org.jruby.exceptions.NoMethodError: (NoMethodError) undefined method `accept' for nil:NilClass
    	at usr.share.logstash.vendor.bundle.jruby.$2_dot_5_dot_0.gems.logstash_minus_input_minus_beats_minus_6_dot_0_dot_5_minus_java.lib.logstash.inputs.beats.message_listener.onNewMessage(/usr/share/logstash/vendor/bundle/jruby/2.5.0/gems/logstash-input-beats-6.0.5-java/lib/logstash/inputs/beats/message_listener.rb:44) ~[?:?]

This seems to be have the same issue:

Using a load balancer with Elastic Cloud is a bit trickier than it looks from the outside: The endpoint that you are using is actually a proxy (rerouting traffic when upgrading or scaling up / down, possibility for IP filtering...). This proxy is actually looking for the header X-Found-Cluster to redirect your the requests to the right cluster, which you can copy from the cloud admin UI. If you haven't set that header, your traffic will not reach the right cluster.

For example this is my sample configuration with nginx:

location / {
    proxy_pass       {{ kibana_host }};
    proxy_set_header Host $host;
    proxy_set_header X-Real-IP $remote_addr;
    proxy_set_header X-Forwarded-For $proxy_add_x_forwarded_for;
    proxy_set_header X-Found-Cluster {{ kibana_id }};
}

This might not be possible with NLB, since I think that one is only working on the network layer (TCP / UDP / TLS), but not the application layer (HTTP).

The question is, why do you even need that load balancer? General best practice for your setup, easier configuragion, custom domain / certificate,...?

Just to clarify, I am using a NLB to load balance Logstash instances, not Kibana.

I want SSL from Filebeat > Logstash and I want resilience of multiple availability zones in AWS to match the Elasticsearch deployment.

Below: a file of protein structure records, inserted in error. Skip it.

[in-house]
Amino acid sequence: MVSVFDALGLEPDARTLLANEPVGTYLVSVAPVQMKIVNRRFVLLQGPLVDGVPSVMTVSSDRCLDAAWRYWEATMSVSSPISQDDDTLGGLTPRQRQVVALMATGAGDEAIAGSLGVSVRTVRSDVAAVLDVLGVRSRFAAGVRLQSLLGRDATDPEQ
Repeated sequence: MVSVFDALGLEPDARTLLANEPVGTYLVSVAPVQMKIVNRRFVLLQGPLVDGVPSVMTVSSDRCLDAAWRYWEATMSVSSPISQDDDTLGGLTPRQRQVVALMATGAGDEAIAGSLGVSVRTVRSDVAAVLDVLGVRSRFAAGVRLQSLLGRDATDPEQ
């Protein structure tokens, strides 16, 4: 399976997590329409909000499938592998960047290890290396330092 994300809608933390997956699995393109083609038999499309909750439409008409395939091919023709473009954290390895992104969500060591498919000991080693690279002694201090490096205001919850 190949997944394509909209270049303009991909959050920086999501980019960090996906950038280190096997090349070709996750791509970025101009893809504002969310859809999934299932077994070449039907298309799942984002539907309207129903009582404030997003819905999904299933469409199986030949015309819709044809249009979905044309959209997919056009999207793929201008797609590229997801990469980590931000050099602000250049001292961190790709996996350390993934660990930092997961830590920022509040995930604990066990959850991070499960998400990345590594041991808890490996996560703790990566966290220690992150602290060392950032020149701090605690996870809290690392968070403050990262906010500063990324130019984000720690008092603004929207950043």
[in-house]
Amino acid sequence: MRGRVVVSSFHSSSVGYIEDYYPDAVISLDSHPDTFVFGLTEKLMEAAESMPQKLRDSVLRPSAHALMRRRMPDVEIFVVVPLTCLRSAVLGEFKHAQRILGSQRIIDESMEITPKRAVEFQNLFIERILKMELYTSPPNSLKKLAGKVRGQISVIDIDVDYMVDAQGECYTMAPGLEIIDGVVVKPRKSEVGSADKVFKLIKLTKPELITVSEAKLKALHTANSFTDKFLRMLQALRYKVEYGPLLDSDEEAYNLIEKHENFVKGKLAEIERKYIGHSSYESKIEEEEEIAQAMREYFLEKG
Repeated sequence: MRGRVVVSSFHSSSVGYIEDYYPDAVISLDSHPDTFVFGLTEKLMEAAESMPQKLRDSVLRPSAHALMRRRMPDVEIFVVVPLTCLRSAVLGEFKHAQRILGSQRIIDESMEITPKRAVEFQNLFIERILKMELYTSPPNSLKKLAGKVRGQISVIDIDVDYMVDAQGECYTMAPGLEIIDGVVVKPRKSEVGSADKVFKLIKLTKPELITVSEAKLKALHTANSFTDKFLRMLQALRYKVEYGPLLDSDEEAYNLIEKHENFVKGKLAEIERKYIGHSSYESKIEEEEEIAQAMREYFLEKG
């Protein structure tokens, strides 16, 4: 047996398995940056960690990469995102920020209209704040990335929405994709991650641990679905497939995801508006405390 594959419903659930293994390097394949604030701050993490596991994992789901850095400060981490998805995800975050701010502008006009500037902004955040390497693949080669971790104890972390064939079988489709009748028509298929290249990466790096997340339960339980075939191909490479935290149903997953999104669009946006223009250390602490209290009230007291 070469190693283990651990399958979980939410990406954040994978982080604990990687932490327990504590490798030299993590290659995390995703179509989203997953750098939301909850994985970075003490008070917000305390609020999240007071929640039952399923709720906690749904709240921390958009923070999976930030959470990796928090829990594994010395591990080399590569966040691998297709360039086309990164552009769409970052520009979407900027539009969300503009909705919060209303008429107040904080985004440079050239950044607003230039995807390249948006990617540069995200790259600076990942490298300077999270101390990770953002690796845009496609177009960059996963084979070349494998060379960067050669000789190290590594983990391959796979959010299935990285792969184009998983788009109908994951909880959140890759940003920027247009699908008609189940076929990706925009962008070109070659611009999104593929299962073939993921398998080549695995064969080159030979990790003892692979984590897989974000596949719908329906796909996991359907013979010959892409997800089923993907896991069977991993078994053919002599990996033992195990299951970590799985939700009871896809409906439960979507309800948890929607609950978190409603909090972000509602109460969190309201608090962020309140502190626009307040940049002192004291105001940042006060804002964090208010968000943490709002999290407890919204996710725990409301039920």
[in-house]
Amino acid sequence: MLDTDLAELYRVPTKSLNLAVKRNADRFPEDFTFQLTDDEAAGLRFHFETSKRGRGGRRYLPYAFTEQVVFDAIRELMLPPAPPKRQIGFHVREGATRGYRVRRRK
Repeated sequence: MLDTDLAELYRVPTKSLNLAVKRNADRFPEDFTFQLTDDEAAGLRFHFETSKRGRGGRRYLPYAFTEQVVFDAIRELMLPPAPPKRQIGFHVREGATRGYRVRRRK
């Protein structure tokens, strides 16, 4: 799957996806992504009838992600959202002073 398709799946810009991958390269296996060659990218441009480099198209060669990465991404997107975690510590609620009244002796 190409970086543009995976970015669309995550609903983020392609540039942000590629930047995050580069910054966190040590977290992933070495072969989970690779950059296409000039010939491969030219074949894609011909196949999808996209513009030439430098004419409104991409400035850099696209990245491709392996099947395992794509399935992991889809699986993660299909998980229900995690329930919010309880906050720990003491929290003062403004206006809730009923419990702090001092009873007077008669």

So I am not actually using a load balancer to interact with anything on the Elastic cloud side of things. The only thing that interacts with Elastic Cloud is the elastic output operator running from Logstash.

Ah my bad, I thought this was from Logstash to Elastic Cloud.

I've never tried to set up Beats to Logstash through an NLB, but the question remains: Why? Beats will do load balancing to Logstash (or pick a random one if you configure it), but will always wait for an ACK and pick a different Logstash node if one isn't available any more.

Less configuration on the logstash hosts them selves around SSL. A DNS Entry is all that's required for SSL passthrough.

We always want our logstash nodes to be private, for stuff outside of our AWS environment they can hit the LB and nothing else (improved security).

It's worth noting the sheer amount of threads in this board as of lately with the same issue. I have tried it without a balancer and had the same timeout errors, so currently it appears to be innocent.

Adding a timeout to filebeat seemed to address it, but I don't fancy reconfiguring every host:

timeout: 90

So I am going to try to add this to logstash instead:

client_inactivity_timeout => 120

This is resolved by client inactivity timeout. A bit of an odd error to receive when it's just "standing by" however both the above config changes work. I went with the logstash client inactivity as my preferred outcome.

After spending a few days on this, I have found this is due to a bug in the Beats input of Logstash: https://github.com/elastic/logstash/issues/11540

I resolved it by upgrading my ELK stack to 7.6.0 but you can just upgrade the plugin in Logstash if required by following the command in the above git issue.